11. Save Shannon Park - Dartmouth, Nova Scotia - see the YouTube video "Shannon Park- Halifax".   
  12. Save Cherry Beach - Mississauga, Ontario.
  13. Save the Greenbelt! Ottawa plans to turn 1/3rd of the Greenbelt into subdivisions - Ottawa, Ontario.
  14. Keep Ottawa's Greenbelt Green - Ottawa, Ontario.
  15. Action - Save the Garden City Lands - Richmond, British Columbia. See the YouTube video "SAFEDRIVERMAN - GARDENCITY LANDS".
  16. Save Griffintown! - Montreal, Quebec. See the YouTube video "Emile Bertrand" by the United Steel Workers of Montreal.
  17. Save Our Prison Farms National Campaign - Canada.
  18. Save the Kingston Penitentiary and the Regional Treatment Centre - Kingston, Ontario.
  19. Heritage Montreal - Threatened Emblematic Sites-Silo #5 - Montreal, Quebec.
  20. Submission on Canada Lands Project - Rideau Veterans land on Smyth Road in Ottawa: "It is apparent that the consensus from the residents in the surrounding communities was overwhelmingly negative. The only beneficiaries will be Canada Lands and the developers who are contracted to do the development...This totally unnecessary and unwanted project has now been approved over our heads by the city."
  21. Preserving wetlands in the greater Montreal area - La Prairie, Quebec.
  22. Save Jericho Beach - Vancouver, British Columbia. 
  23. Save Benny Farm - Notre-Dame-de-Grace, Montreal.
In 1972, Canada Lands Company expropriated 98,000 acres of land from Quebec farmers, to create Mirabel airport; and that same year 18,600 acres of Class A farmland were expropriated from Ontario landowners to create a Pickering airport.
The Hon. Erik Nielsen was a Deputy Prime Minister of Canada, President of the Queen's Privy Council for Canada, Leader of the Opposition, Minister of National Defence and Minister of Public Works. Mr. Nielsen told writer Stevie Cameron:
     "Wherever there are large sums of money involved, the crooks will come out of the woodwork" The largest chunk of money in the Canadian government was in its real estate holdings. (From: Page 268 of "On The Take: Crime, Corruption and Greed in the Mulroney Years" paperback edition,)
The Canadian National Railway, Via Rail, Air Canada...the list goes on....refused to tell Erik Nielsen how much property they owned in 1985.

The Nielsen Report can be found at Library and Archives Canada on Wellington Street in Ottawa.
According to the 1997 document "Let the Future Begin" all federal property in Canada should be turned over to the Canada Lands Company and privatized. The Department of Public Works would no longer exist:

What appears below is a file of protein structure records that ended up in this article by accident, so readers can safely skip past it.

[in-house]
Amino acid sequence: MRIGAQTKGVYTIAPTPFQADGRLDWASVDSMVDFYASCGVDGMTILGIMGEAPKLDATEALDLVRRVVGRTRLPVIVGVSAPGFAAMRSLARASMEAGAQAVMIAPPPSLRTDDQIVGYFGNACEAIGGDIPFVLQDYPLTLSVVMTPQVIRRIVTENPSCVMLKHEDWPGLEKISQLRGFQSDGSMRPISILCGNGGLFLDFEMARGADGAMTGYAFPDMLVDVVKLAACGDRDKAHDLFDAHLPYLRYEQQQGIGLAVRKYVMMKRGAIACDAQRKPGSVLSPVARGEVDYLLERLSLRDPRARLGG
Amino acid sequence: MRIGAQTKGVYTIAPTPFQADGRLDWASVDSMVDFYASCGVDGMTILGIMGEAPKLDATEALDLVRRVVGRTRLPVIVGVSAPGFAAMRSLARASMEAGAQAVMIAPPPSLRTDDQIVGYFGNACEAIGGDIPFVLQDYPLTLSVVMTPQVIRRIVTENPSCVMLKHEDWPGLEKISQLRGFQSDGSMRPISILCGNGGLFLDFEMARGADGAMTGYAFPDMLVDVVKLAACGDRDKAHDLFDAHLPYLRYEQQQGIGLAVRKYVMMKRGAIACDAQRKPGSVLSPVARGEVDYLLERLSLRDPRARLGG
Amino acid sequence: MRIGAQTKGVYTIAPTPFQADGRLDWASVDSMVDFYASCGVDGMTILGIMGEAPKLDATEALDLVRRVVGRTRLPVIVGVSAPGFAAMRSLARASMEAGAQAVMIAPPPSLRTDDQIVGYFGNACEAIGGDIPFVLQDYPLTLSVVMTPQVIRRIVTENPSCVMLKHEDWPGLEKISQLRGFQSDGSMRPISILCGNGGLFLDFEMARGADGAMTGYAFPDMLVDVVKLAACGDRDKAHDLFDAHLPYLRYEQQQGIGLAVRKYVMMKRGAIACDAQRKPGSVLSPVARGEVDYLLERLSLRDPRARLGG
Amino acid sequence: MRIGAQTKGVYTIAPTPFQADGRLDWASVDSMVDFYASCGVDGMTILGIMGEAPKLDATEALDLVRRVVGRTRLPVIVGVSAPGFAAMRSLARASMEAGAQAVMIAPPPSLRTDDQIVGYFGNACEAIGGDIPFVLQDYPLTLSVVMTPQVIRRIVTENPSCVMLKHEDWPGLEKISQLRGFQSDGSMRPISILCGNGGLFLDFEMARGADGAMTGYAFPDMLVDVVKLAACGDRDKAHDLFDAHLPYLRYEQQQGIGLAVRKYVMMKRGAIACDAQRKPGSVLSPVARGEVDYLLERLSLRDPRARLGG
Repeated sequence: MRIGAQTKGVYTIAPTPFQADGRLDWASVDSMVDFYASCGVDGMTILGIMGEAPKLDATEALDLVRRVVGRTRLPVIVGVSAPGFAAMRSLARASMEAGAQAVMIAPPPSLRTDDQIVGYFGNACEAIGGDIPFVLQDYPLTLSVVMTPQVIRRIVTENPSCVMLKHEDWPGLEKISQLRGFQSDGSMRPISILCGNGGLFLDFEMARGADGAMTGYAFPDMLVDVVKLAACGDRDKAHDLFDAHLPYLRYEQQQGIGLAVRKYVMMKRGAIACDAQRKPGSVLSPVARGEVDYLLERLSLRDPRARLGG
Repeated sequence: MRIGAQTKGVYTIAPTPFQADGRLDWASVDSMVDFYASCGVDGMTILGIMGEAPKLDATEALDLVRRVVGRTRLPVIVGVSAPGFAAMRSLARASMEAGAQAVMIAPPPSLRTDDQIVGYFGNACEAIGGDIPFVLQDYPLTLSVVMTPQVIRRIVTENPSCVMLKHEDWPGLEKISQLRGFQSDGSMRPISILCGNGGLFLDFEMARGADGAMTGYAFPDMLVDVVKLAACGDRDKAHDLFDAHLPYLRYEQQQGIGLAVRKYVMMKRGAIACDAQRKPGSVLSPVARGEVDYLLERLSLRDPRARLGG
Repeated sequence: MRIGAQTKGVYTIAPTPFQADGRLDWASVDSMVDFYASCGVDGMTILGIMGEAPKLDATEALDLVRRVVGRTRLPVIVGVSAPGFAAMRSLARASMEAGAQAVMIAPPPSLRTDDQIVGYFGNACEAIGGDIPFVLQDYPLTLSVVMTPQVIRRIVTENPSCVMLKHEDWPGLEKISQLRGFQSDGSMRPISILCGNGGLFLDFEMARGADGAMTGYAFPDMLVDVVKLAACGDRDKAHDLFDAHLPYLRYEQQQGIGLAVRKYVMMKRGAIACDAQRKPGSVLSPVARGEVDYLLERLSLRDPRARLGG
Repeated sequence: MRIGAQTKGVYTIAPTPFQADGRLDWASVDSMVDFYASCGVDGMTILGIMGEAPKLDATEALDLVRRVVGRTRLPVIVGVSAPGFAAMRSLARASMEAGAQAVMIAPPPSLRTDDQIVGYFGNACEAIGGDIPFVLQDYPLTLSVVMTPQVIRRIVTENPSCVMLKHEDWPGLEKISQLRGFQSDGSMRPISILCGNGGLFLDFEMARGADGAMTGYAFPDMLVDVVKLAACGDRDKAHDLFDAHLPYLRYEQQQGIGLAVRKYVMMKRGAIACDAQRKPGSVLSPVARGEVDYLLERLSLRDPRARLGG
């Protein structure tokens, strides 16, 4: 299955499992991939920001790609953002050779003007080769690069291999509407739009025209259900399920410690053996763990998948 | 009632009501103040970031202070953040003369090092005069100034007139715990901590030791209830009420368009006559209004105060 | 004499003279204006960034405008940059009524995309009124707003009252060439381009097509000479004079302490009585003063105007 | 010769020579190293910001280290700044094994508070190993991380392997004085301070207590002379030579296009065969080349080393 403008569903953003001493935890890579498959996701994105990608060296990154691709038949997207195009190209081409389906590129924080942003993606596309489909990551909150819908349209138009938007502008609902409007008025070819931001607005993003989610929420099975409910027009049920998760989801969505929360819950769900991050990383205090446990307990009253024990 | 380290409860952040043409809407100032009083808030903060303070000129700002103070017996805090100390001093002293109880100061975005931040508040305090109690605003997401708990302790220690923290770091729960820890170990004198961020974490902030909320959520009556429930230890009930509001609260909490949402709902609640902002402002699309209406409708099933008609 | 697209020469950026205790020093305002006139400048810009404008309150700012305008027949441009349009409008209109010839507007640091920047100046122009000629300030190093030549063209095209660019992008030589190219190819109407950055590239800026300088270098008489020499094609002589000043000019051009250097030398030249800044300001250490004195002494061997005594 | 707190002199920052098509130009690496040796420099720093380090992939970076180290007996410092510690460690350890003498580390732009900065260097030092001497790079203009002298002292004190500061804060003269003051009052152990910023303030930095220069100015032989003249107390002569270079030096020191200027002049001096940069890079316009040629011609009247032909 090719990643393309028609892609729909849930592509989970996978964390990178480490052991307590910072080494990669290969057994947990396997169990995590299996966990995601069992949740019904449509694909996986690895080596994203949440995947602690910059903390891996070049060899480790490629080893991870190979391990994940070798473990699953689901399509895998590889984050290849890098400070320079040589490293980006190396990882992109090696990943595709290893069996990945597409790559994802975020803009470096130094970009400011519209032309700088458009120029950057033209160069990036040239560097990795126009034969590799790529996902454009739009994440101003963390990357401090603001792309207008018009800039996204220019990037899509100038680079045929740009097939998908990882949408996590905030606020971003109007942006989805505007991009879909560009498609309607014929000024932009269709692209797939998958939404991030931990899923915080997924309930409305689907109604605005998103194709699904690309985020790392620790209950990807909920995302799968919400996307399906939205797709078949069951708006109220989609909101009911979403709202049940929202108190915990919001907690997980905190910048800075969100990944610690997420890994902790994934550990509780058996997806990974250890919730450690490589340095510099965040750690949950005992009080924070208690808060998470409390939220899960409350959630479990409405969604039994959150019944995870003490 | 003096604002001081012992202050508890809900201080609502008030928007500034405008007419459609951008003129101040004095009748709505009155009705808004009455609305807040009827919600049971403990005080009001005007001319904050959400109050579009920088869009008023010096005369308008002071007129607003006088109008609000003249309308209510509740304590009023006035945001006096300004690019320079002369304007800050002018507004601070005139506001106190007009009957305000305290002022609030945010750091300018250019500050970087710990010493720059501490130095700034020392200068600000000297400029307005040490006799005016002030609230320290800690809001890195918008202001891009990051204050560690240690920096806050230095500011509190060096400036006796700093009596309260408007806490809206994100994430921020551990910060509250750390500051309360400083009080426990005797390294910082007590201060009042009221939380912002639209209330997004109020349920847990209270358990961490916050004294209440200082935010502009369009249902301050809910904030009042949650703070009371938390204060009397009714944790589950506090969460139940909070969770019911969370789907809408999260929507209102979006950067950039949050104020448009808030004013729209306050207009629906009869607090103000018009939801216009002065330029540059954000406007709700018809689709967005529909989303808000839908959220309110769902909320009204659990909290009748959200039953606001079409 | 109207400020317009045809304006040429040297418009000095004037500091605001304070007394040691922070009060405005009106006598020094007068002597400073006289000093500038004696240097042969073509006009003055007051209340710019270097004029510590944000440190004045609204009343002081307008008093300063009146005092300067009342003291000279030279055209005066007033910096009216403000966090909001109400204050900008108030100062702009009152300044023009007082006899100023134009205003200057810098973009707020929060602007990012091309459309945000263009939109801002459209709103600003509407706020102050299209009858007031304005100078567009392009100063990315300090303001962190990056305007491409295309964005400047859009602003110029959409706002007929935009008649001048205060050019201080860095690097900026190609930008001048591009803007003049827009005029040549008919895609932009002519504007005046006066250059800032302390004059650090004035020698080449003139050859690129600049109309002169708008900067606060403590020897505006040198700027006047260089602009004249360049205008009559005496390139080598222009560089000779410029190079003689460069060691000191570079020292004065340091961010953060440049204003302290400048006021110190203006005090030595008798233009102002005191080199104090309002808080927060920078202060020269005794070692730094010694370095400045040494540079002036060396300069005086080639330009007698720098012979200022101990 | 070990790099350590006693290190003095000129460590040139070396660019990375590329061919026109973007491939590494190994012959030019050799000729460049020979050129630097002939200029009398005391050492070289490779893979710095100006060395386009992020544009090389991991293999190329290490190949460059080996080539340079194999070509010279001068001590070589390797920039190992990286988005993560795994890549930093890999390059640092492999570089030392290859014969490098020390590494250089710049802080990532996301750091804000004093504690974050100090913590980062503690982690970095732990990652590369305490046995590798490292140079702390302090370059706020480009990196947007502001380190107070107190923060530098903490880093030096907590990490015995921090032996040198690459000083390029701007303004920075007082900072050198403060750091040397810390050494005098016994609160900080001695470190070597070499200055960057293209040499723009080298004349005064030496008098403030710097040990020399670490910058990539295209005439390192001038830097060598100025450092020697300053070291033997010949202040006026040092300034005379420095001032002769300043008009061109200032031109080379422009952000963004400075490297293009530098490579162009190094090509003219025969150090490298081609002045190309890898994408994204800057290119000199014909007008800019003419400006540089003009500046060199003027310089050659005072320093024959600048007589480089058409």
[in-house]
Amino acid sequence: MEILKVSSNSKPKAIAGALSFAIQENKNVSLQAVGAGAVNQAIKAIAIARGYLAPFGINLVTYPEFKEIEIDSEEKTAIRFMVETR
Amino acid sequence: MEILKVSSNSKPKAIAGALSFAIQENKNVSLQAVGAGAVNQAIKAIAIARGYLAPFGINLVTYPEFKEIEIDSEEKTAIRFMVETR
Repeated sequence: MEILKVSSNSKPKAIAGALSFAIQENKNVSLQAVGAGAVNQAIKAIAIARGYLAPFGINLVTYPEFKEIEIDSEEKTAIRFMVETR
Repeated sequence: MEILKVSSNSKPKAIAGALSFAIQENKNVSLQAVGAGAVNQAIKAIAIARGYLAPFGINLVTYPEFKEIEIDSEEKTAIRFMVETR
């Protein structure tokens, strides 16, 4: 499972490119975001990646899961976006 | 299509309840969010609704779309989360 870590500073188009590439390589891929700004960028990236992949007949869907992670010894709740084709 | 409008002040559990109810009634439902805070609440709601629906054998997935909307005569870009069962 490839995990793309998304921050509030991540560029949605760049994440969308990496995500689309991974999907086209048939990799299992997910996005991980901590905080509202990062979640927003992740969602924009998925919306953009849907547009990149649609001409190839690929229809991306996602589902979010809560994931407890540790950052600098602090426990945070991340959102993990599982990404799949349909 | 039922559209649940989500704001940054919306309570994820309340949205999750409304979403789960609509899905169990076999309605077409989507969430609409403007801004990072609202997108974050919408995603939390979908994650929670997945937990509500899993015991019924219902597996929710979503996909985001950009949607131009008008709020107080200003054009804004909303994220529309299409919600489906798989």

Federal property owned by the people of Canada in 1985.
In 1980, Canadians owned more than $60 billion dollars worth of Crown real estate, and Public Works Canada was "the country's largest realtor.":

The Harry Hays Federal Building in Calgary, Alberta was built by Public Works Canada.
Five years ago, the government of Canada denationalized:
 The Harry Hays Building in Calgary, Alberta
The Joseph Shepard Building in Toronto, Ontario.
Canada Place in Edmonton, Alberta.
The Thomas D'Arcy McGee Building in Ottawa.
The Skyline Complex, seven buildings in Ottawa.
A Revenue Canada Building in Montreal, Quebec.
RCMP Headquarters in Montreal, Quebec.
The RCMP Headquarters on Jarvis Street in Toronto, Ontario were converted into a luxury hotel, The Grand Hotel and Suites:

A former RCMP Building in Toronto.

The CNR Spadina Roundhouse was demolished to make way for the SkyDome, aka the Rogers Centre. Canada Lands Company owns the land under the Rogers Centre.

Monday, November 5, 2012

More Canadian landmarks are being privatized.

The Kingston Penitentiary, Collins Bay Institution in Kingston, Ontario; Dorchester Penitentiary in New Brunswick and Stony Mountain Institution in Manitoba are being decommissioned and transferred to the Canada Lands Company.
According to the 2007 document "A Roadmap to Strengthening Public Safety":
---A mega prison will be built in Kingston, Ontario an "the complex would be populated from the consolidation of six existing institutions---Pittsburgh; Joyceville; Warkworth; the Regional Treatment Centre; Kingston Penitentiary and Millhaven." (see Page 197).
---The private sector will build (and run?) the mega prison.
---Older prisons that have "outlived their usefulness" will be decommissioned.
---Joyceville and Pittsburgh Institution farm land is worth $2 million dollars, while the sale of the Ontario Regional Headquarters in Kingston could net $17 million dollars.
Many older prisons that have "outlived their usefulness" are Federal Heritage Buildings:

Canada Lands Company bought the Prison for Women in Kingston, Ontario.

Collins Bay Institution is known as Disneyland.

Kingston Pen---"The Big House."

I have no doubt whatsoever that Via Rail will "dispose of" the Ottawa Train Station on Tremblay Road, which was designed by John B. Parkin and Associates:
The Ottawa Train Station, winner of the Massey Medal for Architecture.
The C.D. Howe Building at 240 Sparks Street in Ottawa may not technically be a landmark, but the building is a Crown jewel. In 1993, a builder named Jose Perez wanted to buy 240 Sparks:
"He proposed to buy it if the government would give him a twenty-five-year lease at a billion dollars a year." (From: The Stevie Cameron book "On The Take", Chapter 16 "Leases R Us" page 275.) 
It may just be a coincidence, but hundreds of federal employees at the C.D. Howe Building have lost their jobs:
---The Passport Office vacated the premises in the year 2011.
---Industry Canada recently cut 219 federal jobs.
---The Office of the Auditor General lost 10% of its workforce, or 60 positions, a few months ago.
---The Canadian Space Agency cut 23 jobs.

The future of the de Havilland Aircraft Building is still up in the air, no pun intended.  During World War 11, de Havilland Aircraft of Canada Limited, based in Toronto, manufactured thousands of Mosquito and Tiger Moth airplanes. After World War 11, the company produced the Chipmunk, Beaver, Otter, Caribou, Buffalo and Dash airplanes. Last year, the Canadian Air and Space Museum and several businesses were evicted from the building, to pave the way for its eventual demolition.

During the mid-1990's, there were rumours that the federal government would demolish the Dominion Observatory in Ottawa, because of "budget cuts". The Mulroney government sold the Gonzales Astrophysical Observatory at 302 Denison Road Victoria, B.C. to the Capital Regional District. The Gonzales Observatory was built by the Canadian government in 1918.
The Gonzales Observatory in Victoria, B.C.
The Dominion Observatory in Ottawa.

The C.D. Howe Building, a Crown jewel.

240 Sparks Street should have been returned to the people of Canada in the year 2012, for one dollar. (From: "The Erik Nielsen Report", Library and Archives Canada.)